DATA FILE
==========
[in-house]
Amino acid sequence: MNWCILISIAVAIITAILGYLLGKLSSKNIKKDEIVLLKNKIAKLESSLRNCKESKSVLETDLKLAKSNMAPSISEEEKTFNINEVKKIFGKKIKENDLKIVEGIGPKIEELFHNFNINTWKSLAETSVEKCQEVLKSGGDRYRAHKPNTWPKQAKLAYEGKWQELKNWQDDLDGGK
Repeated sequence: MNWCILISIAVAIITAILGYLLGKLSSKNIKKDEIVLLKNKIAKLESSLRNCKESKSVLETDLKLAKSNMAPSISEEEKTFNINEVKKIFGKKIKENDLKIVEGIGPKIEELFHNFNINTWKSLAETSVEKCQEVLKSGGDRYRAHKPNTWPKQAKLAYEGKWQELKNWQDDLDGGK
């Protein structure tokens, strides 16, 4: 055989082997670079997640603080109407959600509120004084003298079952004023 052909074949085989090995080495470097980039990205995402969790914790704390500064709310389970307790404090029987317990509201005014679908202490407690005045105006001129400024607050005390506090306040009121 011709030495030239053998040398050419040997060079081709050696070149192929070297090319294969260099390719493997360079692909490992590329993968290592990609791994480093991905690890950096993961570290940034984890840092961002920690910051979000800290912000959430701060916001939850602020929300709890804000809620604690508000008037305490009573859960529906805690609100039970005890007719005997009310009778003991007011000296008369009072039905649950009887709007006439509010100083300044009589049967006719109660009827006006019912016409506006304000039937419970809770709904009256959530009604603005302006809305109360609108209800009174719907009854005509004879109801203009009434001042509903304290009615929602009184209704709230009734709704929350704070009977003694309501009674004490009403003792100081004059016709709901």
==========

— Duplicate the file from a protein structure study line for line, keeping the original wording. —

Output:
[in-house]
Amino acid sequence: MNWCILISIAVAIITAILGYLLGKLSSKNIKKDEIVLLKNKIAKLESSLRNCKESKSVLETDLKLAKSNMAPSISEEEKTFNINEVKKIFGKKIKENDLKIVEGIGPKIEELFHNFNINTWKSLAETSVEKCQEVLKSGGDRYRAHKPNTWPKQAKLAYEGKWQELKNWQDDLDGGK
Repeated sequence: MNWCILISIAVAIITAILGYLLGKLSSKNIKKDEIVLLKNKIAKLESSLRNCKESKSVLETDLKLAKSNMAPSISEEEKTFNINEVKKIFGKKIKENDLKIVEGIGPKIEELFHNFNINTWKSLAETSVEKCQEVLKSGGDRYRAHKPNTWPKQAKLAYEGKWQELKNWQDDLDGGK
């Protein structure tokens, strides 16, 4: 055989082997670079997640603080109407959600509120004084003298079952004023 052909074949085989090995080495470097980039990205995402969790914790704390500064709310389970307790404090029987317990509201005014679908202490407690005045105006001129400024607050005390506090306040009121 011709030495030239053998040398050419040997060079081709050696070149192929070297090319294969260099390719493997360079692909490992590329993968290592990609791994480093991905690890950096993961570290940034984890840092961002920690910051979000800290912000959430701060916001939850602020929300709890804000809620604690508000008037305490009573859960529906805690609100039970005890007719005997009310009778003991007011000296008369009072039905649950009887709007006439509010100083300044009589049967006719109660009827006006019912016409506006304000039937419970809770709904009256959530009604603005302006809305109360609108209800009174719907009854005509004879109801203009009434001042509903304290009615929602009184209704709230009734709704929350704070009977003694309501009674004490009403003792100081004059016709709901």